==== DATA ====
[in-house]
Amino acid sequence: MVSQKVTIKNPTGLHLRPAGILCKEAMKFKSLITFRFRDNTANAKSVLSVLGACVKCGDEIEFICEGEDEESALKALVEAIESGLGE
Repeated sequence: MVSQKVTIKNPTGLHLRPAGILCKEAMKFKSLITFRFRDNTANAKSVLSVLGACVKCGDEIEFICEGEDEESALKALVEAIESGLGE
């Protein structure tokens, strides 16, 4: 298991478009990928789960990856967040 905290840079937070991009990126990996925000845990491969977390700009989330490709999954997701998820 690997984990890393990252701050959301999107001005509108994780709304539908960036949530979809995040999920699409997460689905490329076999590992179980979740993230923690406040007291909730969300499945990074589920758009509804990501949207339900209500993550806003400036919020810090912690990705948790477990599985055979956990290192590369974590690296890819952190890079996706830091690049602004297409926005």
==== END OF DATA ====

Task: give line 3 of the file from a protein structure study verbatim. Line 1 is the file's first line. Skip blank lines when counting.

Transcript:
Repeated sequence: MVSQKVTIKNPTGLHLRPAGILCKEAMKFKSLITFRFRDNTANAKSVLSVLGACVKCGDEIEFICEGEDEESALKALVEAIESGLGE